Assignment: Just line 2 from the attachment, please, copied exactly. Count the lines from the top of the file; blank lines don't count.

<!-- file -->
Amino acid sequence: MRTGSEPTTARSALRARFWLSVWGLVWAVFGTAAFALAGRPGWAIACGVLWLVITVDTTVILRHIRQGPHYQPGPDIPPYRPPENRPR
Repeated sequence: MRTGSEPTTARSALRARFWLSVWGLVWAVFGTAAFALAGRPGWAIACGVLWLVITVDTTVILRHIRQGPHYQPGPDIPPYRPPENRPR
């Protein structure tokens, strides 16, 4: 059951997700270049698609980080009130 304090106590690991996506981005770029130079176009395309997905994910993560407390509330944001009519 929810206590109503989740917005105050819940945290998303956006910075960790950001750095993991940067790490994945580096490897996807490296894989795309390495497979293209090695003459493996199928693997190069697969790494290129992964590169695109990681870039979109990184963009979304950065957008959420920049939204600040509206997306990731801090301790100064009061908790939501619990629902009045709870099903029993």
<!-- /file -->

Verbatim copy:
Repeated sequence: MRTGSEPTTARSALRARFWLSVWGLVWAVFGTAAFALAGRPGWAIACGVLWLVITVDTTVILRHIRQGPHYQPGPDIPPYRPPENRPR